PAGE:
Cirrus Design has filed a lawsuit against L-3 Avionics Systems aimed at stopping the spread of scuttlebutt that Cirrus is teetering on the edge of bankruptcy. L-3 Avionics sued Cirrus for $21.7 million last year after a deal for cockpit systems fell apart. Cirrus’ suit against L-3 alleges that the Grand Rapids, Mich.
While defining the SF50 Vision personal jet program as the company’s top priority, Cirrus president and CEO Brent Wouters yesterday told order holders that he did not know when the $1.72 million jet would enter service, based on the current funding levels.
Although Cirrus Aircraft fielded a large display at EAA AirVenture last week in Oshkosh, Wis., notably missing from the Cirrus exhibit area and Cirrus’s press conference was cofounder and board chairman Alan Klapmeier. Now the Cirrus board of directors has decided not to renew Klapmeier’s contract and to seek a new chairman when his term expires at the end of this month.
Alan Klapmeier, chairman of Cirrus Aircraft, has formed a team to raise funds to try to buy the Vision SF50 single-engine personal-very-light-jet program from Arcapita Bank, the majority owner of Cirrus. “I feel comfortable that we can do this,” said Klapmeier.
L-3 Avionics Systems is seeking $21.7 million in a lawsuit against lightplane maker Cirrus Design over the cancellation of an order for SmartDeck cockpit systems and money allegedly owed for Stormscope and other stand-alone products.
Alan Klapmeier, chairman of Cirrus Aircraft, has formed a team to raise funds to try to buy the Vision SF50 single-engine jet program from majority Cirrus owner Arcapita Bank. “I feel comfortable that we can do this,” said Klapmeier. “Obviously it’s a difficult time to be raising capital, but that means more focus on funding better projects.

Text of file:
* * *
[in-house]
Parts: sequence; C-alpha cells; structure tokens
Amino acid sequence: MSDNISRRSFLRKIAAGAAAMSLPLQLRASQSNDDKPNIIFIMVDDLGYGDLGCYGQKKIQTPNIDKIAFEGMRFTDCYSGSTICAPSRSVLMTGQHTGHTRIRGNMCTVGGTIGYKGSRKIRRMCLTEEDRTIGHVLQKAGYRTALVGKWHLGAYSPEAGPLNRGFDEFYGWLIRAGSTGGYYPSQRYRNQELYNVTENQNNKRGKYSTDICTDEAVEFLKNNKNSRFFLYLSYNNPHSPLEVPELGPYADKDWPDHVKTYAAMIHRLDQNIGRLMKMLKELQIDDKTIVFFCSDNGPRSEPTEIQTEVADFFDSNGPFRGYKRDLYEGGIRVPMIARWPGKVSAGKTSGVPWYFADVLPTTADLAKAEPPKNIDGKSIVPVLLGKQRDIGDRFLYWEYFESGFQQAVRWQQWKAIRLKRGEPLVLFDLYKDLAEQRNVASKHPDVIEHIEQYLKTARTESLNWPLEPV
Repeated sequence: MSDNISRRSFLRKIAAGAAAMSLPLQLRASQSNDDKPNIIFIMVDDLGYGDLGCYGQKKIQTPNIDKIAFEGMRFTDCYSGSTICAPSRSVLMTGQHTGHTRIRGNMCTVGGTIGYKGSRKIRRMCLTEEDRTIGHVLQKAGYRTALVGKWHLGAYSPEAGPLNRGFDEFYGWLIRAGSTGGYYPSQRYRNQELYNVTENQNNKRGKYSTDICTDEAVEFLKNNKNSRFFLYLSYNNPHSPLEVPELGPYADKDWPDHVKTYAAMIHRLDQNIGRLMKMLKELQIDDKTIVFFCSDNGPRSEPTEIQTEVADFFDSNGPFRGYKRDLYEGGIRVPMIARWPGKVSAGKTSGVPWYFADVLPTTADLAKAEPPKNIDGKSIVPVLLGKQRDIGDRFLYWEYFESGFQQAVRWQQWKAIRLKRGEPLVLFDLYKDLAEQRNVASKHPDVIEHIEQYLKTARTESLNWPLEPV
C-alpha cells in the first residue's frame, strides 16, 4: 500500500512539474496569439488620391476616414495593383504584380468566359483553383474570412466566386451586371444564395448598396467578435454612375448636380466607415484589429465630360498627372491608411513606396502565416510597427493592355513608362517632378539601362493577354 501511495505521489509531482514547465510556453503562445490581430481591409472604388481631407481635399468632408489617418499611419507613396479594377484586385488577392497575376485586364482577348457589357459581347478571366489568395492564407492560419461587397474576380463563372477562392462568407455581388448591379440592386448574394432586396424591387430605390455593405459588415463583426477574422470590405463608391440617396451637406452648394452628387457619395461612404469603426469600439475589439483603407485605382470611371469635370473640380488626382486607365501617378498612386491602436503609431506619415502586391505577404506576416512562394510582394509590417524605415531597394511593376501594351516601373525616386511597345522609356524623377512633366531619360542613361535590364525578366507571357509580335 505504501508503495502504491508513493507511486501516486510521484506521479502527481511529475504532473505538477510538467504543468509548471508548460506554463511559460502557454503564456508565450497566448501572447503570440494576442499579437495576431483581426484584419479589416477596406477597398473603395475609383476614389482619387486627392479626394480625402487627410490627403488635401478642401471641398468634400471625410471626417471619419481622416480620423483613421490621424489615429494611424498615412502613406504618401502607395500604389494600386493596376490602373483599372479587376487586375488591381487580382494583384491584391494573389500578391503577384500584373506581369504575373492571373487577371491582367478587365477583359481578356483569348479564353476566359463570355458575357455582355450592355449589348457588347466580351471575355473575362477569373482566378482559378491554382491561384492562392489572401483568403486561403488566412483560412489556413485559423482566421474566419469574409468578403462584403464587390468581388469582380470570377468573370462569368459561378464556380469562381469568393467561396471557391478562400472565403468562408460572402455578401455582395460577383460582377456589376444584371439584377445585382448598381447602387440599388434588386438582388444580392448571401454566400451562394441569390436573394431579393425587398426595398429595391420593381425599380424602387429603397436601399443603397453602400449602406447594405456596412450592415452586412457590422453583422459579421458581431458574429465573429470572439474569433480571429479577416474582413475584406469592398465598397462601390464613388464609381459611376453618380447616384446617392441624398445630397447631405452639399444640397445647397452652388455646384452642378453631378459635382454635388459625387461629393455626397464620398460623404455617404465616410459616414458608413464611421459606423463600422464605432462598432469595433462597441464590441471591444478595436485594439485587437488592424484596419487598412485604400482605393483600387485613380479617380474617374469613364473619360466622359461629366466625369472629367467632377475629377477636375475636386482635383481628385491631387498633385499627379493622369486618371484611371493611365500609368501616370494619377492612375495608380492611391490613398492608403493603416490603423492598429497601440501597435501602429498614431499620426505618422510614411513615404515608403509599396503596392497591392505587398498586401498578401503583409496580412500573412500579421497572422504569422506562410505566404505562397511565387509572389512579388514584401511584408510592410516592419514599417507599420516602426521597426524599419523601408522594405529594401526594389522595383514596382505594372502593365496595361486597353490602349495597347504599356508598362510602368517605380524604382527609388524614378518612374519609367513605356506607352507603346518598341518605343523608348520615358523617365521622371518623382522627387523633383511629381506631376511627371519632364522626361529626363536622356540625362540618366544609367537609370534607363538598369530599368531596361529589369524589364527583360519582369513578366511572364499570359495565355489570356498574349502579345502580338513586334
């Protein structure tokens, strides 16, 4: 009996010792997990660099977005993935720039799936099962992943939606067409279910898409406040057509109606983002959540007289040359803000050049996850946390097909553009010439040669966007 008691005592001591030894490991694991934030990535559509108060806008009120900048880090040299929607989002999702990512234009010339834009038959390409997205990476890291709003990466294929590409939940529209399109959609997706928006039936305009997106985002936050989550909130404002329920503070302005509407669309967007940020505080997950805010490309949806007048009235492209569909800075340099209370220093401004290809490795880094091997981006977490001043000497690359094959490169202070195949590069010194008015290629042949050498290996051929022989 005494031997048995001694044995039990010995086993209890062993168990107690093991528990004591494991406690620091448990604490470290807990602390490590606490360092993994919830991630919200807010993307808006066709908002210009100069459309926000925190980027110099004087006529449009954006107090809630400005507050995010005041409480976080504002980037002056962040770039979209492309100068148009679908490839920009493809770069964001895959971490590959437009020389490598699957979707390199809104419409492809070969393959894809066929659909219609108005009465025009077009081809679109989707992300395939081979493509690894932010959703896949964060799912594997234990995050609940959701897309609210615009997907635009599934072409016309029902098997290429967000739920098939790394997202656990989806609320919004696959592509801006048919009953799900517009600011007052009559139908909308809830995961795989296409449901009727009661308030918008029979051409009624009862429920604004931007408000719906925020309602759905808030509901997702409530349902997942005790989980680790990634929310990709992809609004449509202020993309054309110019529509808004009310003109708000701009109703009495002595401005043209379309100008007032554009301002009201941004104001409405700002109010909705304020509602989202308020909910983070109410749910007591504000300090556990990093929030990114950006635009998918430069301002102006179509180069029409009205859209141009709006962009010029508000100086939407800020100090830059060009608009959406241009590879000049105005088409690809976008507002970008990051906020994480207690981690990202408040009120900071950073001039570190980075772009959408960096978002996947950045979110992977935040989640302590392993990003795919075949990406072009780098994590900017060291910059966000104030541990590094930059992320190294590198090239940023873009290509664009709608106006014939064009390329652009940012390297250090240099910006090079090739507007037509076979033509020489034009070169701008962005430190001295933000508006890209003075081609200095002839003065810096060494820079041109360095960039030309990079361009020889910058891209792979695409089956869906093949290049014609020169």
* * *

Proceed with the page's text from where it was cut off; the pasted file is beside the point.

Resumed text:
On the eve of the annual Cirrus owner migration event in Duluth, Minn., Cirrus chairman Alan Klapmeier announced today that he has assembled a team to acquire the aircraft manufacturer’s Vision SF50 single-engine jet program from majority owner Arcapita Bank. We talked with Klapmeier to get more details about this interesting development and find out why he’s proposing to do this.
Duluth, Minn.-based Cirrus Design yesterday said it continues to refine the design of its SJ50 Vision single-engine jet and released more detailed preliminary performance and specifications numbers.
The Duluth, Minn.-based manufacturer of four-place composite piston singles is number two in the marketplace for piston airplanes, but it is fast gaining ground on Cessna, the number-one piston airplane OEM. According to GAMA statistics, Cirrus Design in 2001 accounted for 11 percent of all piston airplanes built by GAMA members and Cessna about 42 percent. In 2002, Cirrus jumped to almost 28 percent while Cessna dropped to 35 percent.
On-demand air-taxi firm SATSair on Tuesday signed a letter of intent with Cirrus Design to add five Cirrus Vision SJ50 jet singles to its fleet. SATSair, which currently operates 26 Cirrus SR22s, will integrate the single-engine jets into its operations–following the SJ50’s expected certification in 2010–as a hybrid to its Southeastern whole-airplane charter network.